WOMEN AND THE HOME

if You Cook With Electricity

HELEN G. CAMPBELL February 1 1943
WOMEN AND THE HOME

if You Cook With Electricity

HELEN G. CAMPBELL February 1 1943

if You Cook With Electricity

WOMEN AND THE HOME

HELEN G. CAMPBELL

Director, Chatelaine Institute

T REAT YOUR range well. See that it stands level on the floor. Make sure, too, that removable glides in the oven are properly hung and that the shelves are on an even keel. . Keep the baffle or deflector on the bottom shelf, not on the floor of the oven. This allows more even distribution of heat and better baking, prevents overheating the deflector and there fore saves wear and tear. Avoid boil-overs, but if they do occur, let them dry, then remove. On open coils use a soft bristled brush, not a harsh one. . . Remove drops of milk, tomato, fruit juices and other acid liquids at once to avoid etching or staining the enamel finish. Kep the enamelled top clean, but wait until it has cooled before wiping with a damp cloth; it should not be sub jected to sudden changes of tem perature. . . Rotate the use of units or elements, instead of making the same ones work overtime. Rub

closed elements with beeswax or waxed paper at leàst once a week. Prevents corrosion and helps to preserve the metal ... Keep the broiler pan out of the oven unless it is being used.. .After using the oven, leave the door open until cool. This allows the steam and hot air to escape and discourages rusting.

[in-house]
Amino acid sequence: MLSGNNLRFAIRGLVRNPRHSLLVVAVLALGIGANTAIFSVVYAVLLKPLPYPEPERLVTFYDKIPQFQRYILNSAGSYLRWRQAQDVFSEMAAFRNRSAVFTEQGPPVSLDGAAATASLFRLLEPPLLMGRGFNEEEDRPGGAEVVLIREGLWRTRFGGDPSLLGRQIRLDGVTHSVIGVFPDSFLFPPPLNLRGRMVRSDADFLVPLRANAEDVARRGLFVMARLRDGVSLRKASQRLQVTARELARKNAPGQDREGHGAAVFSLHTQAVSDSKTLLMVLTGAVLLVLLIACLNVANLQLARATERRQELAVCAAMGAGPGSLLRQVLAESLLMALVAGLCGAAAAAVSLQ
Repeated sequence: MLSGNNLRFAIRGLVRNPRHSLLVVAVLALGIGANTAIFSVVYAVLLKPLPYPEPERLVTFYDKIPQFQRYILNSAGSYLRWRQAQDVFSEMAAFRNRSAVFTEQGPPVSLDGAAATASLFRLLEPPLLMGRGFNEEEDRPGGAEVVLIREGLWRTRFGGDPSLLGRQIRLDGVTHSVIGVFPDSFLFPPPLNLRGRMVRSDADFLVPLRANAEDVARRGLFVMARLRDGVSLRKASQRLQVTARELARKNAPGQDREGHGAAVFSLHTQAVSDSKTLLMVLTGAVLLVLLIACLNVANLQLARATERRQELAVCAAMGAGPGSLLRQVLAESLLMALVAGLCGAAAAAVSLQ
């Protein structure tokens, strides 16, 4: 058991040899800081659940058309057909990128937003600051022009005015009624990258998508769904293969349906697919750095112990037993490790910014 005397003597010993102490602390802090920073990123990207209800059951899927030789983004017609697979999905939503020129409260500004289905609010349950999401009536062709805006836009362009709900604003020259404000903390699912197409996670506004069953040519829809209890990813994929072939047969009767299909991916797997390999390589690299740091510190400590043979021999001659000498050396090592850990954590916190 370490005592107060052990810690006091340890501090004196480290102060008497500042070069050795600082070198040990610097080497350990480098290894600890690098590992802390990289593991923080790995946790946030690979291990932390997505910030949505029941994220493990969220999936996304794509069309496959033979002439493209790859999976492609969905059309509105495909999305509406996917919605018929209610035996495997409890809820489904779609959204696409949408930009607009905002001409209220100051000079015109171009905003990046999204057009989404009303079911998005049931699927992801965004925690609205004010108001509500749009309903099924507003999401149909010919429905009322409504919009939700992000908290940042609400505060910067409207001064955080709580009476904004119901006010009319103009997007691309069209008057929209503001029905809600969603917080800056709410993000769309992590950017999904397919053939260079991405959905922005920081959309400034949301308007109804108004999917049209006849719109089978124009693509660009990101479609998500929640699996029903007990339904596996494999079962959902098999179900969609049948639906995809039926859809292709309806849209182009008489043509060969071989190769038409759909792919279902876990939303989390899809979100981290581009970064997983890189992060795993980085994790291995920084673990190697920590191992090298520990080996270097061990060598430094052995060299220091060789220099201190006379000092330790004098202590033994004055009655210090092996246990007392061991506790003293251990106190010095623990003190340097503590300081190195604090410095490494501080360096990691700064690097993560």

Keep the range clean inside and out. Every so often remove the oven racks and drip tray and wash thoroughly. Wash the lining of the oven, removing burned spots with fine abrasive or fine steel wool. Rust spots, if any, should be rubbed with fine sandpaper and wiped off with cooking oil.. .Take the shortest way to the desired setting when turning the switches. Most of them turn both ways and there’s no sense in going the long way home.

To save power

Use flat-bottomed pots and pans with close-fitting covers. Fit the pots to the elements. A small pan en a large unit is wasteful of fuel, while large utensils which extend over a small element may cause tiny

cracks in the enamel around it. . . Cook vegetables in a small quantity of water. This gives a better result and uses less fuel. To start vegetables turn the switch to “high,” then, when boiling rapidly, finish the cooking at “medium” or “low.” Don’t leave the kitchen with the elements on “high”; you may be longer than you think and waste fuel. Make use of the stored-up heat in the top elements and oven. Turn the current off when the kettle begins to sing or before the dish is

quite done.. .Don’t boil more water than you really need and keep your kettle free of lime deposits. Heat water just before you need it and avoid using power to keep it hot... use your oven to full advantage. Several dishes will cook with the same amount of fuel required for one. Plan oven dinners frequently. Turn off the warming oven as soon as the dishes are heated sufficiently... If reflectors are used under the elements keep them clean and shiny.